By Paul Gable
A Senate bill to eliminate flow control of the garbage stream throughout the state moved one step closer to approval last week when it passed out of the Senate Medical Committee by a vote of 10-3.
A similar bill having already passed the SC House, the only thing standing between a garbage war in the courts between Horry County and the State of South Carolina is passage of the bill by the full Senate and Governor Nikki Haley’s signature.
Horry County currently is the only county in the state to mandate flow control of its waste stream by county ordinance 02-09. The ordinance requires that all waste generated in the county must be disposed at the Horry County Solid Waste Authority landfill on Hwy 90, giving the SWA monopoly control over the county’s waste.
The state legislation, if enacted, states that the ordinance “is void to the extent that a county ordinance restricts solid waste disposal at a permitted site outside a county’s boundaries or impedes a recycling program.”
Horry County will have to take the state to court to attempt to prove the new bill equates to a “taking” by the state of county property. The “taking” litigation amounts to the civil version of an ex post facto law.
A lawsuit between the county and the state would be a good thing if it would establish once and for all the true status of the SWA – public, private or some combination thereof.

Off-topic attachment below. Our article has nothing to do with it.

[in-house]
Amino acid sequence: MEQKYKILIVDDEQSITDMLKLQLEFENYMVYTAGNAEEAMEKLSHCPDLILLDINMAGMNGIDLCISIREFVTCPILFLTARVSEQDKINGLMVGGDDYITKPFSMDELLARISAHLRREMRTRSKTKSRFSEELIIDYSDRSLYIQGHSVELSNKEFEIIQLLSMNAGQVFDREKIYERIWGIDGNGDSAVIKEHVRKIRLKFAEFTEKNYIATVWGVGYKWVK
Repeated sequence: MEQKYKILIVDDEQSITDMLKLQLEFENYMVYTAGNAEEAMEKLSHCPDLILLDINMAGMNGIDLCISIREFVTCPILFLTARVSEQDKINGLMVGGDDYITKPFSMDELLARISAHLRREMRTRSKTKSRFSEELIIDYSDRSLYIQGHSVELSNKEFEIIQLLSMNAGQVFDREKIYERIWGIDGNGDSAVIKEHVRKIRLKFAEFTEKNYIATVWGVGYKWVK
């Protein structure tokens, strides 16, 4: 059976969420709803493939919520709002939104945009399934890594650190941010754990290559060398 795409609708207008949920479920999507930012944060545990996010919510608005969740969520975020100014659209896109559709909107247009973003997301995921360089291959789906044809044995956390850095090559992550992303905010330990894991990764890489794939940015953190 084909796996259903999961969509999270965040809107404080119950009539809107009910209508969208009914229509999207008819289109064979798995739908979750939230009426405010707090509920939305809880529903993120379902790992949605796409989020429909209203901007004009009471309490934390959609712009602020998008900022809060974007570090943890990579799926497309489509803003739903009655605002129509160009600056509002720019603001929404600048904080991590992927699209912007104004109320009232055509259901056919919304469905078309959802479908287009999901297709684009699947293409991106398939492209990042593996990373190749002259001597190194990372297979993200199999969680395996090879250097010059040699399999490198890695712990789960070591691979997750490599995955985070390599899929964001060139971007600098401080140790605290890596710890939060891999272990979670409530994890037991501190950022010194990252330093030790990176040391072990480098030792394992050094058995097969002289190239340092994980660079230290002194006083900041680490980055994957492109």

The SWA was created by county ordinance 60-90 when county council wanted to get out of the day-to-day business of running the county dump on Hwy 90. What the county created at the time is questionable as mis-information, contradictory claims and the generally amorphous quality of the entity have been associated with the SWA organization ever since.
The SWA incorporated and registered its non-profit corporate status with the S.C. Secretary of State’s office on April 15, 1992. The seven members of the authority board are nominated by Horry County Council or the Horry County League of Cities, but all are approved by Horry County Council.
However, the SWA budget is included as part of the overall Horry County Government budget each year and the authority has never filed a Form-990 with the IRS, according to its accountant. It is believed that the SWA is the only registered non-profit corporation in the state not to file Form 990 on an annual basis.
In an ongoing federal lawsuit challenging the county’s flow control ordinance, the SWA describes itself, in court documents, as a private corporation which owns the Hwy 90 landfill, a recycling facility and other property.
Yet, every time the SWA is referred to in public (either by its management, board members or county council members) it is called a public landfill owned by the citizens of Horry County. It can’t be both and it will be interesting to see what it is determined to be in court.
Several things are certain, however.
The SWA has managed to amass at least $35 million in cash reserves over its 20+ years of existence, something that would be looked at very closely by the IRS if a Form 990 was filed every year.
The SWA says elimination of its monopoly on county garbage would cost the authority $600,000 to $1 million per year and its fees would have to be raised as a result.
Horry County is the only county in the state that sees a need to exercise a government established monopoly over its garbage.
The citizens of Horry County have never seen a real financial benefit from either the SWA’s ability to amass cash or its success in killing free market competition in the garbage business.